Recently, for an assignment, I compiled a list on what travelers should be thankful for, and it got me thinking more about the subject. And with Thanksgiving right around the corner, I wanted to take some time to reflect on what as a traveler I feel most grateful about.
Here are my five examples.
- Ride sharing services. I was skeptical of using Uber for a long while, and didn’t sign up for it until this summer. Mainly it was because while I’m in New York City, my transportation options are plenty. In other places, it’s a different story. Two assignments this year took me to cities where spotting a cab was a challenge or not even possible. Plus what I like about Uber is that I can see who’s coming to pick me up (I’ve had drivers pulling over, claiming to be my ride, when they weren’t) and get an estimated rate.
- Free or discounted museum admission. I love visiting museums – even planning time for them in my trips – but after a while their price of admission can eat through my budget. So I appreciate museums and other public attractions that don’t cost a thing to see, or even have pay as you wish options. There are also ones that offer free days or evenings to state residents (like ones in Chicago such as the Field Museum) or extend these offerings to everyone (my favorite is NYC’s Museum of Modern Art’s free Friday nights.)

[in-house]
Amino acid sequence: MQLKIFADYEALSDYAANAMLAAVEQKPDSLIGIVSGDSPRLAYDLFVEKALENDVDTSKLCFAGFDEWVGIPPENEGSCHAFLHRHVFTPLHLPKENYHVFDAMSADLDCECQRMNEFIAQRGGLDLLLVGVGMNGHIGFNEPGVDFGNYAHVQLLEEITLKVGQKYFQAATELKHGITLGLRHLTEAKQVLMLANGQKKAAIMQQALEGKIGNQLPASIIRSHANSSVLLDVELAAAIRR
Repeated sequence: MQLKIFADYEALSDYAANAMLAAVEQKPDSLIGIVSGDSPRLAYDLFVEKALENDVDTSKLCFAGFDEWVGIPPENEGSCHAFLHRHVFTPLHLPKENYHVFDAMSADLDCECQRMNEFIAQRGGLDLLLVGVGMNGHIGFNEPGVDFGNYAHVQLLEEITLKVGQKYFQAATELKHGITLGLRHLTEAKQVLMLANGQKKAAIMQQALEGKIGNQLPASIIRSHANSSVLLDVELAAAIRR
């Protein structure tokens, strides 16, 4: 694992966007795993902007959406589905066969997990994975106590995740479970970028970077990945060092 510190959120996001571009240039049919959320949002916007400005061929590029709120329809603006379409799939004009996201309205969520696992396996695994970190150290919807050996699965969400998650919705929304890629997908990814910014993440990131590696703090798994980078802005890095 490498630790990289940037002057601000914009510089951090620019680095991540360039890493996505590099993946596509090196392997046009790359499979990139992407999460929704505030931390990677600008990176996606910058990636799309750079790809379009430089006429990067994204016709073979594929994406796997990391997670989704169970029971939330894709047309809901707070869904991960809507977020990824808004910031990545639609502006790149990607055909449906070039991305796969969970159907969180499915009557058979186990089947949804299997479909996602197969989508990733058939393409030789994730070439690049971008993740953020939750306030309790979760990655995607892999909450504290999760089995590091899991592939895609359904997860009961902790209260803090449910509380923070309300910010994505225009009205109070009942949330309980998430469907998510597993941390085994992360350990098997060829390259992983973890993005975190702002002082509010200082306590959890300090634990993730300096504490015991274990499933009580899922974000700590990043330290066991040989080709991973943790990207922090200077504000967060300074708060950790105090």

- Third-party search engines. Flying can get expensive, but we’re got some outside options. Thanks to sites like Google Flights, Travelocity, Orbitz, and Expedia, we can search for rates on flights and most likely get a price break on costs. For example, this summer, I used one site for booking my return flight from Stockholm back to New York and got a good deal ($598). At the airport, I discovered that I was able to check in my two bags at no additional charge. (I didn’t know they were included in the fare). What a good surprise. Also consider sites like Secret Flying, which publish flight deals and error fares (computer glitches resulting in our price favor).
- Hospitality workers. Flight attendants, housekeeping, and front desk clerks have probably encountered just about every type of traveler out there – good and bad. But they keep us going. I’ve made it a habit to not just say thanks but to show it. I always acknowledge good customer service, via Twitter or in person. At hotels, I always make sure to tip too, leaving a few bills on my nightstand. People I know who work in hospitality tell me that this simple gesture can make a staffer’s day, so let’s show all these hardworking people some love.
- More voices in travel communities. As a travel writer, nothing makes me happier to see more content being published by experts in various niches. From women travelers, to accessible travelers and budget travelers, to even baby boomers and LGBT, these sources are showing that travel is not restrictive. Our styles vary, and these writers, bloggers and vloggers get it and are giving solid advice on making our dreams of seeing the world happen.
Let me know what you would give thanks for.
I would give thanks to all the locals who helped us get around Italy last summer! Without them I don’t know if we would’ve ever made it home haha!
As a longtime hospitality worker thanks for mentioning the tipping policy! Although in the food industry it is a common practice – my dad taught me a long time ago to leave a little something on the pillow for the housekeeping staff. So many women that I’ve traveled with don’t do this, and I’ve often anteed up more than my share to cab drivers, etc. Thanks for mentioning something that means a lot to so many!